Ruth Ware’s The Woman in Cabin 10 is by far my favorite read of 2017 (which is when I got around to reading it). If I didn’t have to go to work, I would have sat at home in the sun and read this book until the very end. As it is, I spent most of my evenings up late reading this put. I could not put this thriller down!
This book reminds me so much of the best of Agatha Christie’s novels, such as And Then There Were None, one of my all-time favorite reads. The setting and plot mirrors Christie’s books in that it involves characters, all of whom are somewhat suspicious, damaged individuals, in an enclosed setting. With And Then There Were None, the characters were trapped on an island in a mansion. In Death On The Nile, the characters were trapped on a luxury cruise. Murder On The Orient Express involved characters trapped on a train. In The Woman in Cabin 10, the characters are trapped on a small luxury yacht. There is something to be said for a setting that involves placing your characters in a confined space, one that no one can escape with a murderer on the loose.
Both the plot and the writing are brilliant. Ware is talented writer who paints rich, vivid scenes and characters by avoiding tired metaphors and similes. The plot was original and unique, and that’s coming from someone who has read a great deal of mysteries/thrillers. Ware kept me on the edge of my seat with every single page of the book; I had absolutely no idea how the book was going to end, and once it did, it felt very satisfactory. I would love for there to be a sequel or prequel to this book! This would also make for a fabulous movie.
For those of you wanting a brief summary of the plot, here it is. Lo Blacklock is a journalist who has been sent to cover the debut of a high-end cruise experience. Blacklock has been struggling with depression and anxiety, especially after being assaulted during a burglary that occurs right before she is supposed to leave on the cruise. Her journalism career has been somewhat stagnant, which has landed her a position working for a mediocre travel magazine. Sick from pregnancy, Lo’s boss asks her to cover the cruise that was slated for her. Lo sees the cruise as an opportunity to move up in her profession, and network with the big players in her field.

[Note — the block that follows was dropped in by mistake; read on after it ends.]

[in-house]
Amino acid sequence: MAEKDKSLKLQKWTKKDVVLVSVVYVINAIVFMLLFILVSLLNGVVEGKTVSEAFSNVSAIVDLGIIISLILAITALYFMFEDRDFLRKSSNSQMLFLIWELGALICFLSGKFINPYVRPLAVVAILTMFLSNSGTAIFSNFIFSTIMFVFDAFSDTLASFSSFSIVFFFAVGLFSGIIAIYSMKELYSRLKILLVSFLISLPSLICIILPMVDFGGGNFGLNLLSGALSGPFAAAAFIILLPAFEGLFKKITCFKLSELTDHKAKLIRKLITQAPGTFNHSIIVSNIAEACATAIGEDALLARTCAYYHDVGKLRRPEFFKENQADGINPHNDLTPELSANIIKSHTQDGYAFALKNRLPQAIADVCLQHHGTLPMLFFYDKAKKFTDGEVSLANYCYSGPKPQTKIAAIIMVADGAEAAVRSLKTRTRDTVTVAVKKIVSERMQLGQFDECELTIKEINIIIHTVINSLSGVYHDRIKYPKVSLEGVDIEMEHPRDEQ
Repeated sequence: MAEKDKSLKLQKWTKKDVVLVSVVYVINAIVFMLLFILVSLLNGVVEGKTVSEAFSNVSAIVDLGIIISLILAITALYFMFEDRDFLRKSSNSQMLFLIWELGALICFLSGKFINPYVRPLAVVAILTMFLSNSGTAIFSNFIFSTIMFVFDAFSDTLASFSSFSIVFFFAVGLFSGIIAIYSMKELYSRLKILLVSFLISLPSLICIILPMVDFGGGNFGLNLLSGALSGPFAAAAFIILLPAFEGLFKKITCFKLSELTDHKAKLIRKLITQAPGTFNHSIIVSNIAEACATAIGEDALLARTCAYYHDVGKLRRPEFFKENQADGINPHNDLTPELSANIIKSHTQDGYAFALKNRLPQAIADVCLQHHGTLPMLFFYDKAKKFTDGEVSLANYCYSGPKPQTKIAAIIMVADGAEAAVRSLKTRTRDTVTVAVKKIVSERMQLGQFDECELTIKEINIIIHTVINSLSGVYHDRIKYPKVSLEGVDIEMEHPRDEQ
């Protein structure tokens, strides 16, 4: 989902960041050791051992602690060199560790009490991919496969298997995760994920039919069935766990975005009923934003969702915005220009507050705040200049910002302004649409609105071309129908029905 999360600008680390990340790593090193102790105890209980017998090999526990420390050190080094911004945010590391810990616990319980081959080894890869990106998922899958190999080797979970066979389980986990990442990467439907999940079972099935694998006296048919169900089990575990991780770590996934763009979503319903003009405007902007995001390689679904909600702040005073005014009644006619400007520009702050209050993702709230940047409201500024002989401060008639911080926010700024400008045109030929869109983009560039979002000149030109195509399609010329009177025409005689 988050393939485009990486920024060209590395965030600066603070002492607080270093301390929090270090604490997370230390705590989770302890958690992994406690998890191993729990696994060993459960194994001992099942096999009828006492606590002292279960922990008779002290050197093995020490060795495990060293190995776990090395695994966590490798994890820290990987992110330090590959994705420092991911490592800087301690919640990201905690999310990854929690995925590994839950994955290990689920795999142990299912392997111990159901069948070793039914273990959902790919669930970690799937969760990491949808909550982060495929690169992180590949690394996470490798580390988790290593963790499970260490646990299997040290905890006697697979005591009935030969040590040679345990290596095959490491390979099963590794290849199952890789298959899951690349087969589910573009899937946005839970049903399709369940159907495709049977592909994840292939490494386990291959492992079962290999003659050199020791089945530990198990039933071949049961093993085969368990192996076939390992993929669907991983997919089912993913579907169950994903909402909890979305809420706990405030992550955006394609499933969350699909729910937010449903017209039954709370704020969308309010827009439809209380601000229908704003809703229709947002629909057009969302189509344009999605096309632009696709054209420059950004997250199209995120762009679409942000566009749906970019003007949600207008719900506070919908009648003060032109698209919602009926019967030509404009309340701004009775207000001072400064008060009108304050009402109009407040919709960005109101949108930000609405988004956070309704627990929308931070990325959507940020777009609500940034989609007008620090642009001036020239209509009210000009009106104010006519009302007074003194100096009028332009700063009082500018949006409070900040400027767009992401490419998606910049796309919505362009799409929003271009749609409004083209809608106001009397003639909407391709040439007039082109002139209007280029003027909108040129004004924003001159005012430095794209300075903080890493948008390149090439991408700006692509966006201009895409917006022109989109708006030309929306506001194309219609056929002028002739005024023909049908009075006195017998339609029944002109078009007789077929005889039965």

As soon as she boards the cruise, she becomes overwhelmed and panicky. The yacht is much, much smaller than she imagined, making her feel like she is trapped. In addition, Lo has been suffering from insomnia and panic attacks prior to boarding the cruise, so she is exhausted when she arrives. Lo thought the insomnia would dissipate once she was out of her apartment and in a space where she wasn’t robbed, but her sleep habits only worsen on the cruise.
While getting ready to meet and greet the other tourists and journalists on the cruise, Lo discovers she forgot to pack mascara. She knocks on the door of the cabin next to her, cabin 10, and a beautiful young woman answers the door. Though rushed for some unknown reason, the young woman loans her mascara and then quickly shuts the door.
Later that night, Lo awakes to hear a woman’s scream and a splash outside her balcony’s window. She peers out of her window and sees what she believes to be bloodstains on the balcony of the cabin (cabin 10) next to hers. She calls for help, and when the cruise’s staff arrive, the blood is gone and Lo is told no one was staying in cabin 10. The staff begin to doubt Lo’s story due to her drinking, burglary, and anti-depressant consumption, but Lo will not let it go. She knows there was a woman in cabin 10, but everyone doubts her story. Who was the young woman in cabin 10, and why is everyone ignoring the bits of evidence that suggest this woman was on the cruise?